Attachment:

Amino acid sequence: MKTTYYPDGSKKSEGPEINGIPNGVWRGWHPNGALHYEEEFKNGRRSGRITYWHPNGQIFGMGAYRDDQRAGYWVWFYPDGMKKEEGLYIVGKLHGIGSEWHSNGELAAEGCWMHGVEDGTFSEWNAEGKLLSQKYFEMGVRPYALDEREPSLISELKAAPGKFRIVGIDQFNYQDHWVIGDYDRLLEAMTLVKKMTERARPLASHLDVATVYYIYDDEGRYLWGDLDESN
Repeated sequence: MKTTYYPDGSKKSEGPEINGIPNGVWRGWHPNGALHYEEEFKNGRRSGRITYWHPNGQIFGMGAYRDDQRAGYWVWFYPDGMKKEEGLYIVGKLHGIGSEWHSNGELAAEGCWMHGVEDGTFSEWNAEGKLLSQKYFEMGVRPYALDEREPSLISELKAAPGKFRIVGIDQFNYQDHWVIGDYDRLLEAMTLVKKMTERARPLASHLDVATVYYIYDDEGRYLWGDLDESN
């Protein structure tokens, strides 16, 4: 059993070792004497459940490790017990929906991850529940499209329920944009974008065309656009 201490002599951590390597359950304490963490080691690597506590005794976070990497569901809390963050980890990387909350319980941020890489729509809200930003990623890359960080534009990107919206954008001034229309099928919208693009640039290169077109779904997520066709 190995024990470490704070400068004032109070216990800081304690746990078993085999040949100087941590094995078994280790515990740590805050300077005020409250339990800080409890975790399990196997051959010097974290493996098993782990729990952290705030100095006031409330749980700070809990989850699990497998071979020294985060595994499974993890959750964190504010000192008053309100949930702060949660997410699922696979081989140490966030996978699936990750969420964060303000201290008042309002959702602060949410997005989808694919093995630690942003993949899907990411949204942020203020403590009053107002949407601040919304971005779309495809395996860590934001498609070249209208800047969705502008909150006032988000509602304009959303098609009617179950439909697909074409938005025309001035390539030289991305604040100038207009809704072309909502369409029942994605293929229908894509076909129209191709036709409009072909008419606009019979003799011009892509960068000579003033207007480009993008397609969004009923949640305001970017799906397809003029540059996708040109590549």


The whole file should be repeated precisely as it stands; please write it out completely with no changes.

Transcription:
Amino acid sequence: MKTTYYPDGSKKSEGPEINGIPNGVWRGWHPNGALHYEEEFKNGRRSGRITYWHPNGQIFGMGAYRDDQRAGYWVWFYPDGMKKEEGLYIVGKLHGIGSEWHSNGELAAEGCWMHGVEDGTFSEWNAEGKLLSQKYFEMGVRPYALDEREPSLISELKAAPGKFRIVGIDQFNYQDHWVIGDYDRLLEAMTLVKKMTERARPLASHLDVATVYYIYDDEGRYLWGDLDESN
Repeated sequence: MKTTYYPDGSKKSEGPEINGIPNGVWRGWHPNGALHYEEEFKNGRRSGRITYWHPNGQIFGMGAYRDDQRAGYWVWFYPDGMKKEEGLYIVGKLHGIGSEWHSNGELAAEGCWMHGVEDGTFSEWNAEGKLLSQKYFEMGVRPYALDEREPSLISELKAAPGKFRIVGIDQFNYQDHWVIGDYDRLLEAMTLVKKMTERARPLASHLDVATVYYIYDDEGRYLWGDLDESN
């Protein structure tokens, strides 16, 4: 059993070792004497459940490790017990929906991850529940499209329920944009974008065309656009 201490002599951590390597359950304490963490080691690597506590005794976070990497569901809390963050980890990387909350319980941020890489729509809200930003990623890359960080534009990107919206954008001034229309099928919208693009640039290169077109779904997520066709 190995024990470490704070400068004032109070216990800081304690746990078993085999040949100087941590094995078994280790515990740590805050300077005020409250339990800080409890975790399990196997051959010097974290493996098993782990729990952290705030100095006031409330749980700070809990989850699990497998071979020294985060595994499974993890959750964190504010000192008053309100949930702060949660997410699922696979081989140490966030996978699936990750969420964060303000201290008042309002959702602060949410997005989808694919093995630690942003993949899907990411949204942020203020403590009053107002949407601040919304971005779309495809395996860590934001498609070249209208800047969705502008909150006032988000509602304009959303098609009617179950439909697909074409938005025309001035390539030289991305604040100038207009809704072309909502369409029942994605293929229908894509076909129209191709036709409009072909008419606009019979003799011009892509960068000579003033207007480009993008397609969004009923949640305001970017799906397809003029540059996708040109590549």